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Take Stock: Sit down with the information capturing device of your choice (pen and paper, laptop, iPad, Etch A Sketch) and then answer the following: What are your current skill sets? What are your current hobbies and interests?

Did you feel something spark?

Example:

My current skill sets: Project Management, Mentorship/ Trainer

My current Interests: Writing, Encouraging Others

Result: I use my PM and Mentorship experience to mentor and encourage new writers. This is something I enjoy very much.

Go Outside Your Comfort Zone: Maybe you’re completely bored with the “Me” thing and want to try something completely different? This one is going to take a little more creativity. Consider looking through the free community education magazine you usually throw away. Do you see any classes you’re curious about? Try going to local events: races, special lectures at libraries, museums or botanic gardens. Okay – you get the idea. You may just find your passion out there where you’ve never considered looking. If you don’t find it, at least you’re having fun!

Example:

Getting out of my comfort zone: I was diagnosed as a potential Celiac several years back. Hollywood eventually adopted the Gluten Free Diet and changed the restaurant industry’s approach to food allergies for the better. I had to adhere to the diet before it was cool (FYI – it’s never going to be an easy diet). Finding food with no wheat, barley, rye or oats away from the house back then was a nightmare. I was terrified of traveling. What if I ate the wrong thing and wound up in the emergency room again?

Action: I don’t like fear. It vexes me. I decided to try a quick four day trip to some place I’d never been before. San Antonio, TX seemed like a great choice. It has the Alamo and the Riverwalk. I didn’t know how Gluten Free Friendly it was until I got there. What a lovely surprise. I had a great time. It remains a favorite destination of mine.

Result: That trip helped me realize FEAR was the only thing stopping me. My love of travel was rekindled. Today, I travel all over the country managing IT and medical projects. I’ve experienced some pretty cool things in this job, things I never would have seen if I’d let fear continue to cage me.

Take Steps: Do you have that spark of excitement yet? It’s time to take action. Obviously, the steps will depend on what your passion turns out to be.

Here are a few suggestions: take classes, get involved with an organization, ask an expert about your interest.

See! I’m excited for you! Get after it and don’t give up!

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Advice From My Project Manager Side: If you decide your new interest might be something you’d like to translate into a new career, please approach it thoughtfully. Understand you may have to work the day job and do your passion in your spare time for a while. The added pressure of earning an income will crush a dream in no time. Careful business planning is key. I know there are those exceptional individuals who quit their jobs and open thriving businesses. They are the exception! Have a thoughtful plan with adequate funding to get you through hard times. Your dreams can come true, but you need to set yourself up for success first.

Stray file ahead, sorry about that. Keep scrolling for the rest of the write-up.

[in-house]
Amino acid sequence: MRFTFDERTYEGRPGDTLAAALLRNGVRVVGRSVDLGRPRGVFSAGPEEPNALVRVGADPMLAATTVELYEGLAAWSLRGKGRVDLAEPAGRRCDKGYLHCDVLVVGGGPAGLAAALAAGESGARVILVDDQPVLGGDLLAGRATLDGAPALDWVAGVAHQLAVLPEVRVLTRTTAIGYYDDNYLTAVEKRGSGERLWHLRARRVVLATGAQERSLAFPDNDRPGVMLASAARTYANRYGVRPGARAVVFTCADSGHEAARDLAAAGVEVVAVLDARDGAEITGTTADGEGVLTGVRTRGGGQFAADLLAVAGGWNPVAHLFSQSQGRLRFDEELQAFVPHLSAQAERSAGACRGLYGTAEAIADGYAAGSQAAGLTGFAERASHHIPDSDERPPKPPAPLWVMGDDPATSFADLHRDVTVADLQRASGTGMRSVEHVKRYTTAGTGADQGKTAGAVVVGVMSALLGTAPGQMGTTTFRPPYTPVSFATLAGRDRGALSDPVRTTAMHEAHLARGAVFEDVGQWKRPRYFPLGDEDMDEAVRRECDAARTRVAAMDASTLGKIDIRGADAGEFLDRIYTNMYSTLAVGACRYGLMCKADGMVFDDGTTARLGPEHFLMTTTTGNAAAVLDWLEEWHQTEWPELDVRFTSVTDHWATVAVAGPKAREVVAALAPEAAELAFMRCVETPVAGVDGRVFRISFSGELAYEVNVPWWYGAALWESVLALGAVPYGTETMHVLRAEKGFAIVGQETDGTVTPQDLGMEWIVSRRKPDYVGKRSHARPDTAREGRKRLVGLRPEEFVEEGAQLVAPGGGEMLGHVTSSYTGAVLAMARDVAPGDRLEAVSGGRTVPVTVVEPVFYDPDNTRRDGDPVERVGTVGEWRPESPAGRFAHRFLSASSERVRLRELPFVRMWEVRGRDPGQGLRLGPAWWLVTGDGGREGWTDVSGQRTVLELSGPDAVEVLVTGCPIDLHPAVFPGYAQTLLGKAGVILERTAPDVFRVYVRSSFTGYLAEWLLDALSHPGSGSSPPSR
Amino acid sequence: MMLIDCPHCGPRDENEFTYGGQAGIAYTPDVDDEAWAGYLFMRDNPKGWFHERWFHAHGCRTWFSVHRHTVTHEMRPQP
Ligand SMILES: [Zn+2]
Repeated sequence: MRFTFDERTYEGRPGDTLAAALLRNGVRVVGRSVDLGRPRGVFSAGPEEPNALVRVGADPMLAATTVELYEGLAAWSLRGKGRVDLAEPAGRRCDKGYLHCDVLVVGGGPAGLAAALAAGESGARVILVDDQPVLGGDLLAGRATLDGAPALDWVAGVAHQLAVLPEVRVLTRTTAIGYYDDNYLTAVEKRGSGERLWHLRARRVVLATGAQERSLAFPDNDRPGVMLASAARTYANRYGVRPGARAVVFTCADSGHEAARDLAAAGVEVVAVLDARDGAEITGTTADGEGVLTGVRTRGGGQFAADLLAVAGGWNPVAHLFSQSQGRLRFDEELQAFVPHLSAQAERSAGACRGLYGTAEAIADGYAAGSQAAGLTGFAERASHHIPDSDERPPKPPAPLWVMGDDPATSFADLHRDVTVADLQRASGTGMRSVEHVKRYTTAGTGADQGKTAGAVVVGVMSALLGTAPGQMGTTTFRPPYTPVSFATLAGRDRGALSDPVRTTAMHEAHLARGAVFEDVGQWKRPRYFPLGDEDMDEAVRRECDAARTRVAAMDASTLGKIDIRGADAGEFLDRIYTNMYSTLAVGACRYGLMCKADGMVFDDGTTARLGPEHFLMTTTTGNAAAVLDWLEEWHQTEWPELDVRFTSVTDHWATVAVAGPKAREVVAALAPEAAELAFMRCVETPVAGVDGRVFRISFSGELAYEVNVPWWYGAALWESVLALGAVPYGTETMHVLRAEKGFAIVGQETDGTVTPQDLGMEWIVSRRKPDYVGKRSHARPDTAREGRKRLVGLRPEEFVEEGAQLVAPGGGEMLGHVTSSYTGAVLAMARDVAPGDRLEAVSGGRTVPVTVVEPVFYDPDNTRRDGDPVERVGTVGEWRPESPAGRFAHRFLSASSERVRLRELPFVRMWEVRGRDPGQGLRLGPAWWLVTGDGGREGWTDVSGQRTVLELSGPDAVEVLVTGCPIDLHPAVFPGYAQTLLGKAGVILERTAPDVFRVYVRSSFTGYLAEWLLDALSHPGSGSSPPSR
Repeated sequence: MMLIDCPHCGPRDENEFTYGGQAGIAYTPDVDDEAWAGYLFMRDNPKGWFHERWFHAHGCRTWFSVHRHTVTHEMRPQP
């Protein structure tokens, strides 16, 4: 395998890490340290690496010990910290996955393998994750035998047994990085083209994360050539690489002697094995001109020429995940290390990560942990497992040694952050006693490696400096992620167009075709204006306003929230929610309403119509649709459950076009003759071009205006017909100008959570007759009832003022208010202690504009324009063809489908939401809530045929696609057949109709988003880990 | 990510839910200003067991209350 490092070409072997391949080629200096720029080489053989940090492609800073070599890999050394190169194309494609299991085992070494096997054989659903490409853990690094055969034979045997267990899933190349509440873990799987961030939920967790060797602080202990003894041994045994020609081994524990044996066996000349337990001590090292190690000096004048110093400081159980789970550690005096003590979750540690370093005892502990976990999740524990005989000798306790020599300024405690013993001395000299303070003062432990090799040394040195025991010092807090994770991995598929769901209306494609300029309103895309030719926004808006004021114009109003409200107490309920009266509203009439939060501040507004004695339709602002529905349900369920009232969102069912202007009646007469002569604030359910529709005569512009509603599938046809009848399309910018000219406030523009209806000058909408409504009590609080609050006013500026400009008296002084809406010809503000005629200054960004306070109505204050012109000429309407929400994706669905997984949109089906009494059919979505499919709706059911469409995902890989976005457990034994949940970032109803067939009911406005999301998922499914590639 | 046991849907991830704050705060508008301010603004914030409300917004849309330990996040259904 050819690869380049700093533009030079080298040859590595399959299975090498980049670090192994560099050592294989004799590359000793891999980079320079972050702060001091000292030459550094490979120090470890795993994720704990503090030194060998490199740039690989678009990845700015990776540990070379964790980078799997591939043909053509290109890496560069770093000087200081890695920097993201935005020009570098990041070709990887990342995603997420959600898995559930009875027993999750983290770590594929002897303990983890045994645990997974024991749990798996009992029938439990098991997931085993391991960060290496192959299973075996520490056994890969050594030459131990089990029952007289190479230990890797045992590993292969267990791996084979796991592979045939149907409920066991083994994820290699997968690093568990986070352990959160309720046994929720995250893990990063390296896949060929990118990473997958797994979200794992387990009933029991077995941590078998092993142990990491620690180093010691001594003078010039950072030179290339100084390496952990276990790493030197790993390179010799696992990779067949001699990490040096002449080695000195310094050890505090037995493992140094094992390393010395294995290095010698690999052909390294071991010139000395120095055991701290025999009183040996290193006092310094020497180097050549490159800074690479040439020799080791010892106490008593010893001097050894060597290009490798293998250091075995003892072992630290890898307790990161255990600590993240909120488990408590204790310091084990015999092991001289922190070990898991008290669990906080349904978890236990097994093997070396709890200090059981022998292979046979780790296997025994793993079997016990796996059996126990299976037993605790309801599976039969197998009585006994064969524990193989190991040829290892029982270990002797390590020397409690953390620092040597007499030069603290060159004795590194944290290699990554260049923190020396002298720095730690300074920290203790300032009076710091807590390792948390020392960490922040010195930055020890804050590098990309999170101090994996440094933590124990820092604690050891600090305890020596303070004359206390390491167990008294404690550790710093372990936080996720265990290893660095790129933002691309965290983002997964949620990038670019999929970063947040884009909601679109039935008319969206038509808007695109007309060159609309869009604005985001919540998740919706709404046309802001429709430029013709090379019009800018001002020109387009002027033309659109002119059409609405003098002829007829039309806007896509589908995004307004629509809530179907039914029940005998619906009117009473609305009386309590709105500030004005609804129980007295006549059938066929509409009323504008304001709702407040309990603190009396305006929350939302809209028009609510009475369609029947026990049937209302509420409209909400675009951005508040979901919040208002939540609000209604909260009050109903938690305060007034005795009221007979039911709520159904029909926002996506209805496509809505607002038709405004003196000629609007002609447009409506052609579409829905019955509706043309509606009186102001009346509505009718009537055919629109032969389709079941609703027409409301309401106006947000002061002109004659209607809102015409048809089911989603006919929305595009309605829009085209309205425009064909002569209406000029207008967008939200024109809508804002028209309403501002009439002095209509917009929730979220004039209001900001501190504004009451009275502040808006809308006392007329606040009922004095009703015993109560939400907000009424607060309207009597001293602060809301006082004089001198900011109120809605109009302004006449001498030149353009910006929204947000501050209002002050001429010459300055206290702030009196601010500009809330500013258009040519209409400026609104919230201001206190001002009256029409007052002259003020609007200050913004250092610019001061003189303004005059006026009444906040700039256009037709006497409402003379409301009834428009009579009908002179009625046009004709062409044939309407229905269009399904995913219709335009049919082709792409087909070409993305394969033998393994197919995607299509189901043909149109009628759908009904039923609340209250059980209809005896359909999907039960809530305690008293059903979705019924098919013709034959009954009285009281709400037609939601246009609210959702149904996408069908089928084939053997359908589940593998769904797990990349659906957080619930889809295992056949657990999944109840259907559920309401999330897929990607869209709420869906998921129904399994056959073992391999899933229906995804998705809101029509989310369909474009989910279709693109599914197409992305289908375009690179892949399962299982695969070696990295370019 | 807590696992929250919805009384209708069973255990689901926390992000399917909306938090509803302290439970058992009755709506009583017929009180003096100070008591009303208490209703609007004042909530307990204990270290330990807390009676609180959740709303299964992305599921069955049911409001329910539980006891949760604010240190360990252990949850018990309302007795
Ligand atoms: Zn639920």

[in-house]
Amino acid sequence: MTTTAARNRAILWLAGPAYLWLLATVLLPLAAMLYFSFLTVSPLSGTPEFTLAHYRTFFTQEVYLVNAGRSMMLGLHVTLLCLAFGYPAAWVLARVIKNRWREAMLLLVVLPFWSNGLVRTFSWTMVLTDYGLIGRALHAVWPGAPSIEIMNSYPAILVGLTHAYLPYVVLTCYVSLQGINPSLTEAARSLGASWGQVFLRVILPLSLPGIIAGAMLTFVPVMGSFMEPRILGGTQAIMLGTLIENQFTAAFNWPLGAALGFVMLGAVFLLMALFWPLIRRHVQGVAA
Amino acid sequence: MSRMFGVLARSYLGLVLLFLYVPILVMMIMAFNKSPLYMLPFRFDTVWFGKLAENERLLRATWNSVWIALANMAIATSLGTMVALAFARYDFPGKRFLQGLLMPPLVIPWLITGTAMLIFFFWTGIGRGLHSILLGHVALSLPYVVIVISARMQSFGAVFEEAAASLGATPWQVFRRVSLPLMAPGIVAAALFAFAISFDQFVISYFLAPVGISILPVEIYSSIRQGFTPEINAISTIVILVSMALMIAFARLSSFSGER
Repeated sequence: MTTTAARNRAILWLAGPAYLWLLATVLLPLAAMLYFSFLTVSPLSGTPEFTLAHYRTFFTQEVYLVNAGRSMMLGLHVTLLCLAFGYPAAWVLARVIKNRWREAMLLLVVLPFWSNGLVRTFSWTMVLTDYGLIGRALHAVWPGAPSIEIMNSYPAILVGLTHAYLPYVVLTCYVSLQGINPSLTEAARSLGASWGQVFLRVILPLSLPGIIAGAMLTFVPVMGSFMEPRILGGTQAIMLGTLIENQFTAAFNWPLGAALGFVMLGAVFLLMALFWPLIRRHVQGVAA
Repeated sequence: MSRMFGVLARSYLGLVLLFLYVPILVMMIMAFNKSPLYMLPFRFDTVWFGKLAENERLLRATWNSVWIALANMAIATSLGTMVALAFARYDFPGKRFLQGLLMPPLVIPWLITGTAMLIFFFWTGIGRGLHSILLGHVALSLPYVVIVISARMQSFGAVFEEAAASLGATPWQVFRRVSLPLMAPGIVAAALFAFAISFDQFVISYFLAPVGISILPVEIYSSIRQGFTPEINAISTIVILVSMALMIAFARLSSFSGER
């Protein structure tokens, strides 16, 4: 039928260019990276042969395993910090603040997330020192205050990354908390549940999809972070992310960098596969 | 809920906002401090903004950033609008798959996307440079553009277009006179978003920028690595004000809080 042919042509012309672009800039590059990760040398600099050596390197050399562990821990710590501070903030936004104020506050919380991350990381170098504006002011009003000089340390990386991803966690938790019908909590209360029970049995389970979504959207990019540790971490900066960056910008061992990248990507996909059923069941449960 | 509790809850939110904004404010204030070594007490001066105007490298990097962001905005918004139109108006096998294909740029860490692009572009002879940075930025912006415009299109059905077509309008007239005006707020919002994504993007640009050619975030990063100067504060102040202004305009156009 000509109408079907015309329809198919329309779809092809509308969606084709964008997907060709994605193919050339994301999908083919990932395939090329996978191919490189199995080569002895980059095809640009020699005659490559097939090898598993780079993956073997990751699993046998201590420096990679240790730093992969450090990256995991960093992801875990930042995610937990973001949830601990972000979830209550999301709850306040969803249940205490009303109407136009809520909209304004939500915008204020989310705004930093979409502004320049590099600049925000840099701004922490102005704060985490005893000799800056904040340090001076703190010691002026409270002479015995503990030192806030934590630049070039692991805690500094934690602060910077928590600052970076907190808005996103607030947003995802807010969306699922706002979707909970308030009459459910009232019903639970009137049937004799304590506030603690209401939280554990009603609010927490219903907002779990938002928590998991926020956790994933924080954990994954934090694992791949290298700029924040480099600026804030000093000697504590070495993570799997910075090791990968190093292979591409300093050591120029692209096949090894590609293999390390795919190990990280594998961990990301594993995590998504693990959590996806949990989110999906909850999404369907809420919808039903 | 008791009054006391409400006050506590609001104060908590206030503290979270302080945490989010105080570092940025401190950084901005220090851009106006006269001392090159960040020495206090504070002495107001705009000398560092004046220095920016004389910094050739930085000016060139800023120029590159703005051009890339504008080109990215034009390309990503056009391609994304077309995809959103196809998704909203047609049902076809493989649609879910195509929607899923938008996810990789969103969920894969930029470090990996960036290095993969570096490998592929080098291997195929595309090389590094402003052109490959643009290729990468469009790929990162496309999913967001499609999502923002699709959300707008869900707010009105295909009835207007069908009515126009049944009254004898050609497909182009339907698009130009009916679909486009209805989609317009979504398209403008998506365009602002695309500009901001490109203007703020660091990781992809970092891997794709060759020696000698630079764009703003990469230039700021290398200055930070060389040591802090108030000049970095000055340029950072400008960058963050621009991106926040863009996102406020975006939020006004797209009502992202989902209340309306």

Final Thoughts: I am deeply committed to my own passion – writing. Sometimes I forget not everyone wants to pursue grand literary dreams, climb Mount Everest or find a cure for Cancer. Sometimes, as an old friend reminded me, small dreams can be the most rewarding. My friend’s dream was a home and a family. After searching and visualizing for many years, he found the person he was meant to be with. I am pleased to say Dad, Mom and their two wonderful kids are very happy.

Find your dream! Live your dream passionately! You’ll be happier whether you’re “garage band” or “rock superstar” successful.

Finding your Motivation

I’ve never understood why tracking how many words you write a day is so significant. Rather than helping me, monitoring word count or hours worked per day is a hindrance to my motivation. I prefer to start each day with a plan that produces predetermined goals. Each day should move you closer to the end result, the completion of your book.

Thought One: Make a Plan. You’ve heard the terms “Plotter” (someone who outlines every detail of their story before they begin writing) and “Pantser” (someone who lets the story flow as it may). I’m somewhere in the middle. Each day I make a goal. “I will finish editing Chapter 1” or “I will write the first scene of Chapter 16.” It may take me hours to complete my goal, but I don’t stop until I’ve finished. Be careful about your goal. Is it too much to bite off for one session of writing? Set yourself up for success!

Thought Two: Save some for the next day. You’ve accomplished your daily goal and it is oh so tempting to keep going.  That’s fine for your first draft. Approaching your editing sessions on advanced drafts takes a thoughtful plan. The idea is to keep yourself motivated, so you can reach your end goal.

Thought Three: If you’re not in the mood to write, do something else constructive.  Research is a big part of the writing process.  Writing drafts of the back cover blurb or synopsis is another option. Sometimes when the creative juices aren’t flowing, I take the opportunity to flow out my plot and subplots.

Final Thought: Sticking to your daily goals is an important part of developing the writing craft. They are an agreement you make with the creative you. Always keep the promises you make to yourself.